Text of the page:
Memories Are Made Of This

If you read this blog for insight into the Baltics, please ignore this blog post and move onto the next one. I’m going to indulge myself for a few paragraphs.

Valentine’s Day (the ‘Saint’ prefix appears to have gone AWOL) is one of those festivals, like Halloween, that always feels a bit forced. It’s not an A-list day, it’s low B- and possibly C-list as far as fiestas go, but like a minor celebrity it likes to dress up in plenty of tasteless ‘bling’ and swan around as if it’s Hollywood.

I have a general aversion to inflatable hearts and saucy cards, plus a disdain for the way Valentine’s Day likes to make the giving of flowers into a melodramatic act when – as everyone in the Baltics will testify – this civilised gesture should be an almost daily event.

Thus I took a curious pleasure in the entirely inappropriate memories summoned up as I sat pondering the special love song soundtrack during my Valentine’s Day meal.

Bryan Adams’ gut-wrenching Everything I Do (I Do It For You) is one of the most disingenous and self-regarding ditties ever penned. To do something for another person is laudable indeed, but to declaim for a good seven minutes plus about how selfless you are strikes me as the height of bad manners and vulgarity.

So it’s appropriate that to me, the song conjures up my time working night shift in a metalworking factory on the outskirts of Norwich. Between the hours of 10pm and 9am I was employed to cut 20-foot-long strips of steel into 6-inch-lengths using an hydraulic guillotine. It was monotonous in the extreme and by the time midnight came around you were already wondering if it might be worth severing a finger or two to relieve the boredom.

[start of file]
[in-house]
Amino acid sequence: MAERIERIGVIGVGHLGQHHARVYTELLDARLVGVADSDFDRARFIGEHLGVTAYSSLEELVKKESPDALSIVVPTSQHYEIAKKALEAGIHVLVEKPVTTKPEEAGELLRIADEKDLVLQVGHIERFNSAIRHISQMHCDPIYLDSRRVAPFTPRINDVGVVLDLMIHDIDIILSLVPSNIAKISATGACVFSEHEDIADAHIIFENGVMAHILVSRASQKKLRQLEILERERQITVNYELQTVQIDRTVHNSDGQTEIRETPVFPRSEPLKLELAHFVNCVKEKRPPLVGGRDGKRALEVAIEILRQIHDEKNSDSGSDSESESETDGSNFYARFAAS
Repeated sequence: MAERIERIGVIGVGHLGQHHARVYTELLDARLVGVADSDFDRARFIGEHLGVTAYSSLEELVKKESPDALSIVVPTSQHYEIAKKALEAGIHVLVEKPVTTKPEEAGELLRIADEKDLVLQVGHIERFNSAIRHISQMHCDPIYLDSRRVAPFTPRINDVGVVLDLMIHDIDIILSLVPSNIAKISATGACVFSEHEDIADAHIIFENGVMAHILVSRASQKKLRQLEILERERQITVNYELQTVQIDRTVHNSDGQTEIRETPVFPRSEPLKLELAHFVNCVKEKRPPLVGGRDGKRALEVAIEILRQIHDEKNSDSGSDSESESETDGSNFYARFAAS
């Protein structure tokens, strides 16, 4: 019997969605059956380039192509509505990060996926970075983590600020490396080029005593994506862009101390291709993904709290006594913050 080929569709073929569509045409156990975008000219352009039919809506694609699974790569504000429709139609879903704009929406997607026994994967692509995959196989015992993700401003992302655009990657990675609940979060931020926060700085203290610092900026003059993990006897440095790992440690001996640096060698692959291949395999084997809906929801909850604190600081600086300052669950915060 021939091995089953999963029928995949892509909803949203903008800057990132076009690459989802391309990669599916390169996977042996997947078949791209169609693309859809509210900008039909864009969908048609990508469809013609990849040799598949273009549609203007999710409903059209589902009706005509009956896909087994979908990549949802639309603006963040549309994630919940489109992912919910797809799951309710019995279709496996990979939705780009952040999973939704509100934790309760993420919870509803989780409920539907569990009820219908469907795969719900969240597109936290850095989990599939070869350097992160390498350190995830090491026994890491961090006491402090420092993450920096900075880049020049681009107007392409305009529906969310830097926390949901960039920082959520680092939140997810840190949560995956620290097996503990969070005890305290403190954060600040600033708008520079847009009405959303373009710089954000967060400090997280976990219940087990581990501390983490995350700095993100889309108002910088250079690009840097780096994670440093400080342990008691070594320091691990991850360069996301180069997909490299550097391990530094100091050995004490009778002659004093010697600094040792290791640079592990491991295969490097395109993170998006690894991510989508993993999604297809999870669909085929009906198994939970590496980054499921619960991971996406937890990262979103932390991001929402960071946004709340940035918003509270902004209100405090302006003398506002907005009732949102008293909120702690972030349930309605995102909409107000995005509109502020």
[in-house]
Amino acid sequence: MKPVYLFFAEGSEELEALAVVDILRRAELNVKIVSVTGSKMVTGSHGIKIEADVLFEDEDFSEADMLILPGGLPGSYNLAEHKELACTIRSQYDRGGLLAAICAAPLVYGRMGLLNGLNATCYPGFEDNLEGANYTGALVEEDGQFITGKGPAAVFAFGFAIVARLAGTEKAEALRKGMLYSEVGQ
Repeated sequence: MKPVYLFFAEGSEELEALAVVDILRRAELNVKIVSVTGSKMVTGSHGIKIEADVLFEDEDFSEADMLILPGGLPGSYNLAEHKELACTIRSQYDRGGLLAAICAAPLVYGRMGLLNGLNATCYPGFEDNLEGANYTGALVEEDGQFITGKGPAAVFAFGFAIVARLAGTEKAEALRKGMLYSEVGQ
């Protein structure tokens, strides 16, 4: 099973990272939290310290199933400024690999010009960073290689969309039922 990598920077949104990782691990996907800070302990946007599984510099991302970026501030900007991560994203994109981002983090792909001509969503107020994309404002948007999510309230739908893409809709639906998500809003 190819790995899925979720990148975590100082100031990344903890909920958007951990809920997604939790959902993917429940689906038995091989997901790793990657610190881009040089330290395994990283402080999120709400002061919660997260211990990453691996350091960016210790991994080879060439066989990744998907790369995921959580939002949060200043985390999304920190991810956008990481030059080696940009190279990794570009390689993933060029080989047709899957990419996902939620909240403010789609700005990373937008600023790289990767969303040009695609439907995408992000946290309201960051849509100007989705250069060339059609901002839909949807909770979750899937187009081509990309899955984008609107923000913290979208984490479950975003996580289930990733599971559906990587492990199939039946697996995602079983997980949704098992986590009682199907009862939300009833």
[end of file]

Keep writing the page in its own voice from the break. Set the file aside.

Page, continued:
Every now and again a Geordie with the most profane mouth I’d ever heard (prior to meeting drunken Russkies) would regale me with stories of how he’d defrauded ever major shipping company in Newcastle, while over in the corner a past-it pensioner farted loudly to signal the completion of a satisfactory weld.

I started smoking horrible Embassy cigarettes simply because everyone else did, all the time, and figured it would be marginally less nauseating to inhale my own first-hand fumes rather than everyone else’s second-hand smoke. Plus it helped mask the acrid smell of smouldering steel joints.

At least four times a night Bryan Adams boasted of his selfless devotion from the radio blaring in the corner.

The other reason I associate the song by the gravelly Canadian with this period is Gary, a former army corporal who retained the modest moustache that is that rank’s privilege and who served as foreman. He led by example. I saw his timesheet once and it showed he had put in 104 hours of heavy-duty welding in a single week. When we broke to eat our food at around 3am he would take a photo of his wife and kids, prop it against the sandwich box and stare at it as he chewed.

Everything I do, I do it for you – indeed. When the universally loathed boss tried to short-change the workers Gary showed up with a shotgun, pointed it at the boss’ head and said he’d blow his brains out unless he paid up. He paid up.

Next on the Valentine’s Day jukebox was Love Is In The Air, which I associate with sitting on my grandfather’s toilet in a County Durham mining town. I must have been around eight years old. My somewhat barmy grandad was always one for  sudden but usually short-lived enthusiasms ranging from horse and cart ownership to cowboy clubs to painting his car with Hammerite to prevent rust.

As I sat on his upstairs loo I saw that he had invested in a combined toilet-roll-holder-and-radio which he had already covered with a thick layer of gloopy yellow paint that clogged up the speaker. I clicked it on and the first song I heard, albeit slightly muffled, was Love Is In The Air. I laughed a schoolboy’s laugh and made a joke about something else much less fragrant being in the air, which I was rather proud of.

I wonder why toilet roll holder radios never caught on. If I had one now I would rarely leave the smallest room in the house.

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